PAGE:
Brain.space, maker of an EEG helmet, emerged from stealth Monday with $8.5 million in funding and an upcoming mission on the International Space Station.
The startup said the seed round, led by Mangrove Capital Partners, will help it create a technology stack for products and apps making EEG data more accessible.
“It gives us great joy to participate in these unprecedented experiments and showcase what our EEG helmet can do,” Brain.space cofounder and chairman Efrati Shai said in a statement.
“We hope this new technology will improve the entire methodology behind EEG brain mapping, for everyone involved. We want to promote neural wellness and believe that this mission and our future open-source database will do exactly that.”
WHAT IT DOES
Using its helmet device, Brain.space is developing an EEG database so brain activity information can be more easily shared with researchers, physicians and pharma companies to study brain abnormalities and diseases.
The space mission, which will take place between April 2 and 8, will measure the neurological activity of three astronauts to assess the effects of spaceflight on the brain. Each astronaut will participate in experiments before, during and after the mission.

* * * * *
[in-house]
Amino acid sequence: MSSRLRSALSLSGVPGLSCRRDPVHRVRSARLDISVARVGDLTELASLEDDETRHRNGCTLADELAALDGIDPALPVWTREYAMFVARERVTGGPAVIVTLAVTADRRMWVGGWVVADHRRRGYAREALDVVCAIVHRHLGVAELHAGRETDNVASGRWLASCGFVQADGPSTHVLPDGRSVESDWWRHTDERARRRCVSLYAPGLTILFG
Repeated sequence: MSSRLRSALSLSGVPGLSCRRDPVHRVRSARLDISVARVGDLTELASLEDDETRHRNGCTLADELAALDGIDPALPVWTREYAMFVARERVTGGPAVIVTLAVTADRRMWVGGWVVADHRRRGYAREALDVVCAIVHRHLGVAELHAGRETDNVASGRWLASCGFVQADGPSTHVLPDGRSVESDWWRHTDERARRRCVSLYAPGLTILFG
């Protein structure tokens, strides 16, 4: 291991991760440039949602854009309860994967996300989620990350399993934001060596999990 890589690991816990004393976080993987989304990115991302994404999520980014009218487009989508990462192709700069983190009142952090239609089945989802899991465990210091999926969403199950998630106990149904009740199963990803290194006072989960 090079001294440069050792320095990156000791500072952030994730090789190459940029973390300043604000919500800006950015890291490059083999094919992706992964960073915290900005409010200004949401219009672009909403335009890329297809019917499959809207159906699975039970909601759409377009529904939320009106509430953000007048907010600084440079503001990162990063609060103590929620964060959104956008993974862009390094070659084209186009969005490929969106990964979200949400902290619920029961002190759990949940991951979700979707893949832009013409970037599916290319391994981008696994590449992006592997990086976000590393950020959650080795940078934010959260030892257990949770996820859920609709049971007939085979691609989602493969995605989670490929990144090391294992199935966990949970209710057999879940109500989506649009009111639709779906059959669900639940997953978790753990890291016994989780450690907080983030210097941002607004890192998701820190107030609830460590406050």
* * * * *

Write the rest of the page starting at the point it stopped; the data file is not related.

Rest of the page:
The company’s CEO Yair Levy told Reuters he hoped the experiments would motivate other institutions and researchers to use its database.
“Space is an accelerator. The idea is to revolutionize and make possible brain activity apps, products and services that’s as easy as pulling data from an Apple Watch,” he said.
A study published just last month found the brain was almost “rewired” during long space missions. The research followed 12 male Russian cosmonauts before and after long-duration space flights, finding structural changes in the brain that persisted for months after they returned to Earth.
Learning to manage the health and safety challenges of long space missions is a big challenge for space agencies, especially as they navigate a trip to Mars. To collect that space health research, the Translational Research Institute for Space Health (TRISH) at Baylor College of Medicine launched a centralized database last year to reduce the risks to astronauts and find innovations for use on Earth.
Other health tech companies that aim to improve the EEG include Headsafe, an Australian company that received an FDA 510(k) for its Nurochek system in 2020; Zeto, which scored $7.3 million in Series A funding two years ago; and MemoryMD, whose disposable EEG headset received FDA clearance in 2018.